After enchanting us earlier this year with “Don’t Believe,” retro-leaning Aussie Slow Dancer is back with another beguiling slice of laid-back sophisti-pop. “I Would,” premiering on NYLON today, is the second single from his upcoming album, In A Mood (out June 9), and shows off the Melbourne native’s penchant for pairing soulful ’70s instrumentation with devastating lyricism. Flickering acoustic guitar underscores Slow Dancer’s lilting croon, as he evocatively employs vintage sonics to depict modern heartbreak. We caught up with Slow Dancer (aka Simon Okely) to discuss this silken soft ballad.
“I Would” is a heart-wrenchingly specific love song. What’s the story behind it?
You are spot-on. “I Would” is a very specific love song, and I’d be lying if I told you I wasn’t writing to a specific person. But perhaps due to feeling that it often detracts rather than adds, I’m not comfortable telling people much about what my songs are about, or the story behind them. My favorite thing about it is that you can have a personal experience with it and never be wrong. There are not many places in the world you can still have that. Especially with Google at your fingertips.
You include the line, “All the others went and bought the cars/ And built their houses/ But I think we make for better dancers.” Are you finding a pressure from your peers to conform and settle down?
I grew up in western Australia. Urban sprawl hugs the coast in both directions for hours. Almost everyone owns a car, and the middle and working classes live in a suburb at least 40 minutes from the city. People generally partner and have children young. If you’re not careful, you can wake up a middle-aged 25-year-old. This culture, and pressure to conform to it, has shaped me for sure. But, in answer to your question, no, I have recently sold my car and my house and started tango lessons.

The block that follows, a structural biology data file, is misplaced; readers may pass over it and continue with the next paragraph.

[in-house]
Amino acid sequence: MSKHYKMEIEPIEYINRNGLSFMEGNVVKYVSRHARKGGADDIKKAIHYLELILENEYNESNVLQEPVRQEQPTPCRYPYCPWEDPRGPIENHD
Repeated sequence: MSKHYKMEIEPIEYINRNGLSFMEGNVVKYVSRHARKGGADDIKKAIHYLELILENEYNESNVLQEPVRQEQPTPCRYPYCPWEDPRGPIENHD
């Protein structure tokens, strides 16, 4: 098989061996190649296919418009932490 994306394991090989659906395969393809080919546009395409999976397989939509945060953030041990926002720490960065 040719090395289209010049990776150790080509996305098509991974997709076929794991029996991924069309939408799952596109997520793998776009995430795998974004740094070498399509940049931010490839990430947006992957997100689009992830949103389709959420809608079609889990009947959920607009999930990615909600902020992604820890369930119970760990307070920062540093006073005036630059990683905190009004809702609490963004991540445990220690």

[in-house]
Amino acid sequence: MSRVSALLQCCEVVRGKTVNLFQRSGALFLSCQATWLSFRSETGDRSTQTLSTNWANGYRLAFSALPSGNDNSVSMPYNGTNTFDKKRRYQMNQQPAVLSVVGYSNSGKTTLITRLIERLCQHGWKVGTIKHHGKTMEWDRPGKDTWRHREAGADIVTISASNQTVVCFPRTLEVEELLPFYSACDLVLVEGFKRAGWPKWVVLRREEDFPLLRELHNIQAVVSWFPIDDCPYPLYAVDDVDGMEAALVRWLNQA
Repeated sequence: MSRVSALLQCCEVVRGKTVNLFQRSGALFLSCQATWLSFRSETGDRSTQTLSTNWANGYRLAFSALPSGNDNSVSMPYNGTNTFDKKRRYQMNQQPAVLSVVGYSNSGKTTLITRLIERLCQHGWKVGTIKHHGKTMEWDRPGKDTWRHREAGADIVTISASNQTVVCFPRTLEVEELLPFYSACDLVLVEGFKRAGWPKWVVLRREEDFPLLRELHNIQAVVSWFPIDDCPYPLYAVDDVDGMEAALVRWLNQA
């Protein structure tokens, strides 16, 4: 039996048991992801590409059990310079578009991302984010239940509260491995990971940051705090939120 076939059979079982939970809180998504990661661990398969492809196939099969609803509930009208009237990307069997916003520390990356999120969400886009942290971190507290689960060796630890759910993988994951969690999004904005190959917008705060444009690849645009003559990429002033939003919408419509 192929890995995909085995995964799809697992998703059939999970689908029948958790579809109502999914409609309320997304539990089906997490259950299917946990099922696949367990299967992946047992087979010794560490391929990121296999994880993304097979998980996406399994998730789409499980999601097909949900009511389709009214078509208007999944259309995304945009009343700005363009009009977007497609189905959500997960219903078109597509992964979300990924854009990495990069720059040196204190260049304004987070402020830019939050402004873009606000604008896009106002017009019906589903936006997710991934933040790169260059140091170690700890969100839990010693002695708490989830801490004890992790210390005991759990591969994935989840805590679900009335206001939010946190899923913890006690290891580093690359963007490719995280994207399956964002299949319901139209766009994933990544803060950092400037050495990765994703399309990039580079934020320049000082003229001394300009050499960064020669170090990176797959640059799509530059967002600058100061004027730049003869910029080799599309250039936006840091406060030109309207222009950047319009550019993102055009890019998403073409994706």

“I Would” is a deeply emotional and introspective song. Where would you ideally want fans to listen to it?
Ideally, you dub “In A Mood” from your record player onto cassette, and put the cassette into your Walkman with the bass boost on and the volume all the way up. You start walking to the park around the corner from the house you grew up in. As “I Would” starts, you are hanging upside down on a set of monkey bars. You give a thought to your first crush, and how they used to smell. Your chest relives how they made you feel when they walked past at recess on their way to the library. You’re sitting on top of the monkey bars now, and looking out onto the suburb you grew up in. You think about how far removed your life is now, how much lower the monkey bars are from the ground, yet how connected you still feel. You jump down, landing on both feet, but wobble. You put your hands on your knees, and you do a small watery vomit into the sand. It’s from hanging upside down and from being far too nostalgic. You walk back, hop into your rental car, drive to the airport, and sit at the darkest part of the bar. You’re drinking white wine, but you really feel like orange juice. You call that family member you always call when you’re waiting somewhere. The one who isn’t offended when you hang up when it’s time to board.